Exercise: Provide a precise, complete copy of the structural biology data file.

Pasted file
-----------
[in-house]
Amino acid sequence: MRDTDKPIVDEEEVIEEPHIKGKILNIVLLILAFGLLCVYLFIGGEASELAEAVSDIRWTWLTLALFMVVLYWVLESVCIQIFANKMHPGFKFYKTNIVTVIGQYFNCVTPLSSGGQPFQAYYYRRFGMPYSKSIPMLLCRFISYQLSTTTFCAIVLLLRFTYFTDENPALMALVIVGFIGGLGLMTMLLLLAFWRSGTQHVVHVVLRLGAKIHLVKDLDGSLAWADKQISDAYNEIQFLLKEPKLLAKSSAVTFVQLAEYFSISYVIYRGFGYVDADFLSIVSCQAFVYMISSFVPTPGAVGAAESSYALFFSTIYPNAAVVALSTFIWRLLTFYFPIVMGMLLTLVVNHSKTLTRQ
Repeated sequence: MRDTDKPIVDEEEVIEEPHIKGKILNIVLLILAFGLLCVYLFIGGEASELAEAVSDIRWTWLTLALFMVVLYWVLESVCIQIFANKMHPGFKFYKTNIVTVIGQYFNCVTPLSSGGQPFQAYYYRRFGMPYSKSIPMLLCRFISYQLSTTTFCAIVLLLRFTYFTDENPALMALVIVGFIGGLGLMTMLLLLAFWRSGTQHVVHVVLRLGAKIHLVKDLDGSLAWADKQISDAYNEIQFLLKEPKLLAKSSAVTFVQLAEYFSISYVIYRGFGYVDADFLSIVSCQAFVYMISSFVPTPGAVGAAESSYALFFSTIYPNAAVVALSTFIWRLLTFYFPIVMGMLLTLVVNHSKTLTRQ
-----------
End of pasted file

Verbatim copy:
[in-house]
Amino acid sequence: MRDTDKPIVDEEEVIEEPHIKGKILNIVLLILAFGLLCVYLFIGGEASELAEAVSDIRWTWLTLALFMVVLYWVLESVCIQIFANKMHPGFKFYKTNIVTVIGQYFNCVTPLSSGGQPFQAYYYRRFGMPYSKSIPMLLCRFISYQLSTTTFCAIVLLLRFTYFTDENPALMALVIVGFIGGLGLMTMLLLLAFWRSGTQHVVHVVLRLGAKIHLVKDLDGSLAWADKQISDAYNEIQFLLKEPKLLAKSSAVTFVQLAEYFSISYVIYRGFGYVDADFLSIVSCQAFVYMISSFVPTPGAVGAAESSYALFFSTIYPNAAVVALSTFIWRLLTFYFPIVMGMLLTLVVNHSKTLTRQ
Repeated sequence: MRDTDKPIVDEEEVIEEPHIKGKILNIVLLILAFGLLCVYLFIGGEASELAEAVSDIRWTWLTLALFMVVLYWVLESVCIQIFANKMHPGFKFYKTNIVTVIGQYFNCVTPLSSGGQPFQAYYYRRFGMPYSKSIPMLLCRFISYQLSTTTFCAIVLLLRFTYFTDENPALMALVIVGFIGGLGLMTMLLLLAFWRSGTQHVVHVVLRLGAKIHLVKDLDGSLAWADKQISDAYNEIQFLLKEPKLLAKSSAVTFVQLAEYFSISYVIYRGFGYVDADFLSIVSCQAFVYMISSFVPTPGAVGAAESSYALFFSTIYPNAAVVALSTFIWRLLTFYFPIVMGMLLTLVVNHSKTLTRQ